When it comes to morphing, recruitment invites a veritable potpourri of creative cult contortions. It’s risky! A “school” recruiter must be “awake!”. How else would it continue to save lost souls, keep the wheels spinning and increase profits without exposing the invisible world?
“School’s” recruitment machine sucked me in after about two years of tenure; at that point the leadership must have deemed me appropriately indoctrinated. (Learn the cult’s five-step recruitment process here: How to “Join” a Cult, re-post and here: Cult Education – A History and Analysis of Sharon Gans Group.)
Recruitment-rule morphing plays out in various ways…
THE WHERE TO RECRUIT: During my first pass at the “third line of work”, we were to go out and talk to Boston area grocery-store shoppers, coffee drinkers, parents at playgrounds, co-workers, friends, fellow commuters, etc. etc. etc., anywhere and everywhere. Make new “friends!” You never know where the next generation of seekers may be! Turn over every stone!
But at times, “school” declared various neighborhoods off limits: in Cambridge, Harvard Square, Central Square and Porter Square — easily the most frequented areas; in Somerville, the ever-popular Davis Square; Arlington Center, also off limits. Apparently evil “disgruntled ex-students” frequented these town centers and would interrupt recruitment-in-process. A corroborator told me that corporate headquarters also declared hot spots over the years …
“ … no recruiting in the Village in New York because S and I lived there; at another point all of New York City south of 14th street was off limits…”
THE WHO SHOULD RECRUIT: Because of the danger and sensitive nature of this “third line of work”, it’s best to send out the most experienced troops. Yet recruitment is critical to “THE WORK” and — at times — like say after a critical mass of “students” leave simultaneously — “school” must have all hands on deck.
Another “disgruntled ex-student”, circa 1990, told me this…
“When I joined, no new student recruited – this was a ‘very special third line of work’ and you had to be really advanced to be asked to do it — we thought. There was a small group of people on this, including a couple of newbies, who had great success and were in favor and advancement because of it (although we didn’t know that at the time).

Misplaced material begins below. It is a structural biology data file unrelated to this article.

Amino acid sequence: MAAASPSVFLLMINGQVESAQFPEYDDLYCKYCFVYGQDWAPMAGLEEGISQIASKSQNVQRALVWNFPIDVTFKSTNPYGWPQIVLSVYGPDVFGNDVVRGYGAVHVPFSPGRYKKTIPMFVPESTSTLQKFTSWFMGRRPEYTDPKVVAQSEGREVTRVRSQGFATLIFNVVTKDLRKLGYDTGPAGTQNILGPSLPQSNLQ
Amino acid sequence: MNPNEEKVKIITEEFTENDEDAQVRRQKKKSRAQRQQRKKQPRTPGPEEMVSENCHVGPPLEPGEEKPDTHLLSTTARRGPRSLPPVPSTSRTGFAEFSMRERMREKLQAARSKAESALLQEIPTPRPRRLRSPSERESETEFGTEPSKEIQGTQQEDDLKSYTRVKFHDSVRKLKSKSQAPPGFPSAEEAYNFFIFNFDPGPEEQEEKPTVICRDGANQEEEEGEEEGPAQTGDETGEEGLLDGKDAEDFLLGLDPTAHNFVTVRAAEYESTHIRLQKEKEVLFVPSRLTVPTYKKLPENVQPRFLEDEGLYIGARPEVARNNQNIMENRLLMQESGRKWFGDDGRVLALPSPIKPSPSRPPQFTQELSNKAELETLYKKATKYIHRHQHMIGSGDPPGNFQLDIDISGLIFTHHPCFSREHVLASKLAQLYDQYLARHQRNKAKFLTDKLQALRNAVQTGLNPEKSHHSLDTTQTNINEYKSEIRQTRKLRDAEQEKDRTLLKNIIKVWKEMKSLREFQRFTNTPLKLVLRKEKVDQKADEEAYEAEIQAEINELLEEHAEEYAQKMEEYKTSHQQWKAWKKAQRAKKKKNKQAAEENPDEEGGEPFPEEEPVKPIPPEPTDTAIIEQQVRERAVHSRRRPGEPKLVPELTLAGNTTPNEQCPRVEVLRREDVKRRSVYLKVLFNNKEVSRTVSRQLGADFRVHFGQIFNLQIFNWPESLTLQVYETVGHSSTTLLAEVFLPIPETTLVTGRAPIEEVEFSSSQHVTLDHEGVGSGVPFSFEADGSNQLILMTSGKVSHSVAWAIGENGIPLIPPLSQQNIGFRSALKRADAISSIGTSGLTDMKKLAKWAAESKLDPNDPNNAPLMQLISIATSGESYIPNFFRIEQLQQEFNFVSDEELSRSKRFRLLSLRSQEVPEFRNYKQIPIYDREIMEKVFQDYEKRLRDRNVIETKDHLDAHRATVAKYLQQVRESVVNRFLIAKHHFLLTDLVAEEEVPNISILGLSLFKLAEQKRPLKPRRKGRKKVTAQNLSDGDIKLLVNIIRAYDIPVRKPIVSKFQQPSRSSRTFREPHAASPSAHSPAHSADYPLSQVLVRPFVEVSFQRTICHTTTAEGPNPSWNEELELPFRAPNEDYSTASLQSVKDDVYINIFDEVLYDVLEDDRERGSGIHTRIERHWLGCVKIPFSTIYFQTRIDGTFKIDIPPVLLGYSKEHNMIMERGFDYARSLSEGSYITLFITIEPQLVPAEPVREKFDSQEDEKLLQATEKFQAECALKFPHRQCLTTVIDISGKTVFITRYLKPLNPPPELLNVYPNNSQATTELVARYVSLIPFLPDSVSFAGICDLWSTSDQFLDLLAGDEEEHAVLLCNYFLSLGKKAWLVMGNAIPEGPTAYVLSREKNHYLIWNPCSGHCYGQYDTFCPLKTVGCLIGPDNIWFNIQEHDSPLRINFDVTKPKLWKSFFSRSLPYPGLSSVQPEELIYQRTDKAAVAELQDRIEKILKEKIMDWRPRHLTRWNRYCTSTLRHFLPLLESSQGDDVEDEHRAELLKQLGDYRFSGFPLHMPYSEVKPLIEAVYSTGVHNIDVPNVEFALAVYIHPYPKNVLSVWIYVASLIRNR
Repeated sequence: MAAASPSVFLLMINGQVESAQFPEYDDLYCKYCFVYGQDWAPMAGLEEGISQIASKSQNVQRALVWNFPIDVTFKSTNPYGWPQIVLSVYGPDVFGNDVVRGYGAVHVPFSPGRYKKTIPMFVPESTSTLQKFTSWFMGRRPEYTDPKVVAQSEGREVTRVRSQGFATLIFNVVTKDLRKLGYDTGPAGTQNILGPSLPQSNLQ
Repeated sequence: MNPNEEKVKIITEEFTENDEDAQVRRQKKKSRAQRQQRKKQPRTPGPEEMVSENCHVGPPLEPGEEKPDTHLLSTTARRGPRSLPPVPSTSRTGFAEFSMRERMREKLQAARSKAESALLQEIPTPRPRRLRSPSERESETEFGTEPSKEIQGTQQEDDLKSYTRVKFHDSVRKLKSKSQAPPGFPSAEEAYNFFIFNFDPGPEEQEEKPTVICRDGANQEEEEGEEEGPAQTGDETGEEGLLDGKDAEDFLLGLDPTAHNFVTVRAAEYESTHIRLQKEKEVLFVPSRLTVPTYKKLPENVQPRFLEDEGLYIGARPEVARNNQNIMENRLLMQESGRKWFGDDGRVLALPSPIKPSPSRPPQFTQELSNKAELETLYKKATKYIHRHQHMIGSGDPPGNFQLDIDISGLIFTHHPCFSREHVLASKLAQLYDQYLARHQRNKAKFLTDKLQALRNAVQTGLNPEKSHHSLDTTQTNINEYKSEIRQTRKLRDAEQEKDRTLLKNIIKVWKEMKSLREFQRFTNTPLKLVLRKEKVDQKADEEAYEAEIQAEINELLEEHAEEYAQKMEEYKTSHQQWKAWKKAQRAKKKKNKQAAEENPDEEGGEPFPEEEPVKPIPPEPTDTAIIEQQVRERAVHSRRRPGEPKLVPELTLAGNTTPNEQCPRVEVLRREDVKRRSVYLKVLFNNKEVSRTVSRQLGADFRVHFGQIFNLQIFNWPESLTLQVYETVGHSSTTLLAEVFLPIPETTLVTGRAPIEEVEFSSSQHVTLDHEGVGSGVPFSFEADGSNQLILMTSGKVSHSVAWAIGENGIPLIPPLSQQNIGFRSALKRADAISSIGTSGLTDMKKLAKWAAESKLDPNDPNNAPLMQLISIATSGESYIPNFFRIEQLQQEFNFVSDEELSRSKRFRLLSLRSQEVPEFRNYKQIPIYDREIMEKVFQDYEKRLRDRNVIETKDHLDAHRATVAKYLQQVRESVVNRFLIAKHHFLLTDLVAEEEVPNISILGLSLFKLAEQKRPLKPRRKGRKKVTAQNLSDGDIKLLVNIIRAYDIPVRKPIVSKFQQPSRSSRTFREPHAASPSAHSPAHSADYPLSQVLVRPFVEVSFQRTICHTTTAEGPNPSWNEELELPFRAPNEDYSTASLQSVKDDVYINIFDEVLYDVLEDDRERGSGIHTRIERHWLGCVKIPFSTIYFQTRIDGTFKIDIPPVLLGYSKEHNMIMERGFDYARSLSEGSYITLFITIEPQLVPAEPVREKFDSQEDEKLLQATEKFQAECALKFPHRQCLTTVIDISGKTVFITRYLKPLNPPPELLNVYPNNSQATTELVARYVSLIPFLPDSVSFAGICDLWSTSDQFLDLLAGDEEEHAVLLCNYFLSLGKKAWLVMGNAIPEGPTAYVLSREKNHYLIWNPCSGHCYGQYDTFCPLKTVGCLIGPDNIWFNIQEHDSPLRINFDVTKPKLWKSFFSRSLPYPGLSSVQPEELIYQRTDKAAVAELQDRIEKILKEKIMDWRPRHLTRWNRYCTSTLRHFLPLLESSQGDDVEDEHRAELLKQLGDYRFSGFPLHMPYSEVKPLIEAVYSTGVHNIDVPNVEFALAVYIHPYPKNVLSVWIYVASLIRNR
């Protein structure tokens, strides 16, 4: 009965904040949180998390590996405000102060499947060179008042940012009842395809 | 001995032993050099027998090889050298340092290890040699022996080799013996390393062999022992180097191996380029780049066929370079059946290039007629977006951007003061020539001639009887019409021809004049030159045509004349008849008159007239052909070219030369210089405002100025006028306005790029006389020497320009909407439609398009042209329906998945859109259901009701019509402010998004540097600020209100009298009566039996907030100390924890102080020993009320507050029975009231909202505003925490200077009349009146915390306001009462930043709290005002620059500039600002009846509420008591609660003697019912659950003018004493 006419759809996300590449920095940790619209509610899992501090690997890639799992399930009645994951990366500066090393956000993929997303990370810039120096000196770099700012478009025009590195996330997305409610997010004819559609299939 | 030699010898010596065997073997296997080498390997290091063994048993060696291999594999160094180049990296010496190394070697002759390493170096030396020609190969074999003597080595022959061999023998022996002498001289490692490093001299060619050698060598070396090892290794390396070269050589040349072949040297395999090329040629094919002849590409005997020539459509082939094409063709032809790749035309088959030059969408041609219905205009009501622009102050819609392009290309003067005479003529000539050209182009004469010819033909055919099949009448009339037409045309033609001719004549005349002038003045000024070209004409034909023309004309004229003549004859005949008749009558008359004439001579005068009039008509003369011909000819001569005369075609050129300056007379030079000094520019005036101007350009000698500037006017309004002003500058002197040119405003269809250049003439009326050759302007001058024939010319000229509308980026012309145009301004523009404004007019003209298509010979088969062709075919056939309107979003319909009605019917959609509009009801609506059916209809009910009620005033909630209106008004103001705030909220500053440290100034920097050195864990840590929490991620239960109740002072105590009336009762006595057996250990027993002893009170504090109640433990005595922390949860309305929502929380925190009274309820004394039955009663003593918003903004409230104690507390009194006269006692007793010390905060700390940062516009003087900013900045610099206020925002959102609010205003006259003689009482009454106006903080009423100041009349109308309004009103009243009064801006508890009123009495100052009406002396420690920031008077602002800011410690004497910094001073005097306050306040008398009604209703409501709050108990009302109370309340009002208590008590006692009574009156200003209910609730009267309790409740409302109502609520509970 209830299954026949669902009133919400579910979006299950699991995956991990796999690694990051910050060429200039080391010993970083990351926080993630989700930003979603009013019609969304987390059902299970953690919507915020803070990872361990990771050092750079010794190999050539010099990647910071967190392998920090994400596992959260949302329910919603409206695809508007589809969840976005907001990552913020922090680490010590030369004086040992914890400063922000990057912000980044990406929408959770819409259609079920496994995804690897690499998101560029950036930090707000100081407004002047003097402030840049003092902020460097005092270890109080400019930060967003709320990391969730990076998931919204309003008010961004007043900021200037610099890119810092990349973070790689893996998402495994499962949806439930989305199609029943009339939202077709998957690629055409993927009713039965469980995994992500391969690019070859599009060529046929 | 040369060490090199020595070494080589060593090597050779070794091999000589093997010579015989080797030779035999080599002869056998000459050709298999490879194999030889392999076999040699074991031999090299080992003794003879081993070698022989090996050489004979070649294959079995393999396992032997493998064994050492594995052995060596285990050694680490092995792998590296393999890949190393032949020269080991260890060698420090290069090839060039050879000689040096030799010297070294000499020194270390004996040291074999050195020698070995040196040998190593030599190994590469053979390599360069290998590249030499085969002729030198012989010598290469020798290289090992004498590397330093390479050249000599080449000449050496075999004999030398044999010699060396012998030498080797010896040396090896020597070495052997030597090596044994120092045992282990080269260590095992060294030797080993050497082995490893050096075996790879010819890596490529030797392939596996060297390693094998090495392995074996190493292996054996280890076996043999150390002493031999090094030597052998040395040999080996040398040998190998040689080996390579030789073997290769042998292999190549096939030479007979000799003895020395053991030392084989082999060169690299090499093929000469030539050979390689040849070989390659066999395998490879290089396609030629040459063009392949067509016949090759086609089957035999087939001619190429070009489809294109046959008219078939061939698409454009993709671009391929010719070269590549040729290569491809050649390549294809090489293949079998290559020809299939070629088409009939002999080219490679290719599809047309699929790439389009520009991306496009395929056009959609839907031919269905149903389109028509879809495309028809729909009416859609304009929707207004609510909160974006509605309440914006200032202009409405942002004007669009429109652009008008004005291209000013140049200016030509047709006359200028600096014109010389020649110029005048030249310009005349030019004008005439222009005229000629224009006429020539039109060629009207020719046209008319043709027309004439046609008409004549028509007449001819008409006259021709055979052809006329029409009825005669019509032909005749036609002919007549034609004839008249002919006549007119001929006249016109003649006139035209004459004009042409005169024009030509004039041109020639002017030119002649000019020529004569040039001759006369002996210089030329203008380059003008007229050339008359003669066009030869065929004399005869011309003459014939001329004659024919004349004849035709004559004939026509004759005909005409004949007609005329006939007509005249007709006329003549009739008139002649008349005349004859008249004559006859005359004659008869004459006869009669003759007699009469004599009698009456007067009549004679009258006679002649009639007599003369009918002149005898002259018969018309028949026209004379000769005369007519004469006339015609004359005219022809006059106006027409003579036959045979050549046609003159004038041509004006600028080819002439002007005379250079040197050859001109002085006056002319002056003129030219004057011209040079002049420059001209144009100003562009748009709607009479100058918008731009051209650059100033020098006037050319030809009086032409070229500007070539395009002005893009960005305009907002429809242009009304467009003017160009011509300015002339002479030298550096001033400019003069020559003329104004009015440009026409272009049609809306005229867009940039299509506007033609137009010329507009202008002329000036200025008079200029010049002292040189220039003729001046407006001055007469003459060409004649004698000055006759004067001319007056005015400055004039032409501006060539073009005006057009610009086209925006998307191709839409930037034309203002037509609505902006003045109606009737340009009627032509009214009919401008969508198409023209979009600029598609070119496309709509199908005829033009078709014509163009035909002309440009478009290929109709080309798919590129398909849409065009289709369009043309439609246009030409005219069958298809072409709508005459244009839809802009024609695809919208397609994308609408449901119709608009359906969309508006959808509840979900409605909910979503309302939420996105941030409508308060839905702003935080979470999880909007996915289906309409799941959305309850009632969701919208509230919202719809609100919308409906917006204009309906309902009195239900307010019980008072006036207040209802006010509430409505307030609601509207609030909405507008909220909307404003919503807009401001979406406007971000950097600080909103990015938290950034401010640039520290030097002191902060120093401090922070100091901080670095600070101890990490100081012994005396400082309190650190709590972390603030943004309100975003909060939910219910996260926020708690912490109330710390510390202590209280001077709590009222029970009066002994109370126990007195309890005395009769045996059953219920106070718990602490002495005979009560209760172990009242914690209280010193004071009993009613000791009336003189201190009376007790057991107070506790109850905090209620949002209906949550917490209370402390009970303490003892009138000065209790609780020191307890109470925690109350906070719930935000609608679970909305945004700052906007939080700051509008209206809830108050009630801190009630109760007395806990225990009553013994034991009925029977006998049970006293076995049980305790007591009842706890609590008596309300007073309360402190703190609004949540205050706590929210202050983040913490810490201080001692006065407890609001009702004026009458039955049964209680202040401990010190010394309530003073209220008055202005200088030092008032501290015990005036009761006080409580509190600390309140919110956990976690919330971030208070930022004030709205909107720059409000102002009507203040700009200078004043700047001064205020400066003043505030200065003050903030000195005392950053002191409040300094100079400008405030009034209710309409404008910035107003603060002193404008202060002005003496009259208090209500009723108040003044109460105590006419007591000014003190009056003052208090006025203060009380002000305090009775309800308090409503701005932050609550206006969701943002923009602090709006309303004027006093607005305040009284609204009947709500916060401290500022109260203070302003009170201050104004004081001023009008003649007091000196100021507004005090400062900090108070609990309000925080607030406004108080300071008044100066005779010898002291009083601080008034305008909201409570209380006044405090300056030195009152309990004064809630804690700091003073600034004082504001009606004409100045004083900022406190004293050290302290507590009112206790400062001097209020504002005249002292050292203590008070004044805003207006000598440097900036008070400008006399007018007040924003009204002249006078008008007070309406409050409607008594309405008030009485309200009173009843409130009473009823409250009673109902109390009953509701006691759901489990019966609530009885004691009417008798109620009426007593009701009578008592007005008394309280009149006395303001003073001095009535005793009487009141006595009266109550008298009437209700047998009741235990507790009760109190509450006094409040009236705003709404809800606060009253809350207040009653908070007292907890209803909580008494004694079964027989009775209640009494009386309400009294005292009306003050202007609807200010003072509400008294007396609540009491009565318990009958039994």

When the recruitment success stopped, so did the favoritism and the punishment begin! The small group technique went on for years – about 14 people or so, led by a teacher, who had ‘permission’ to socialize in the name of the line of the work -‘Go do fun things together! Go to a play, go to concerts, talk to people! It’s normal …”
The Boston branch tries to rope all students into the “third line of work” or “work for ‘school”. Once you’ve attended long enough, “school” deems you “ready” — a privilege, “necessary for one’s evolution”! Without contributing to “school”, YOU WON’T EVOLVE. Congratulations! You are now ready to neglect your outside relationships even more to recruit “younger students”! (By the way, “school” NEVER used the word recruit).
I recall Saturday morning meetings: 7 a.m., at a Watertown park. We discussed tactics, our progress and/or lack thereof; our recruitment coaches allayed our objections about the deceptive practice, offering justification for the “clever insincerity”: “School’s” invisibility must be maintained! Remember what a poor slob you were before you encountered “school”! You might meet the poor soul who can reverse global warming and simply needs “help” to do so … blah, blah, blah.
I hated it, but I complied, thinking myself lazy; I needed to “work against my pictures of myself”, I believed. But the practice stirred a revealing cognitive dissonance inside me — my anger at my recruiter, Lisa, started bubbling up … I hadn’t signed up for this. I’d joined an informal group that “discussed ideas … laughed a lot … one in which people came and went, casually…” I hated myself for practicing the same deception on other unsuspecting souls; the pretense of “making new friends” made my skin crawl.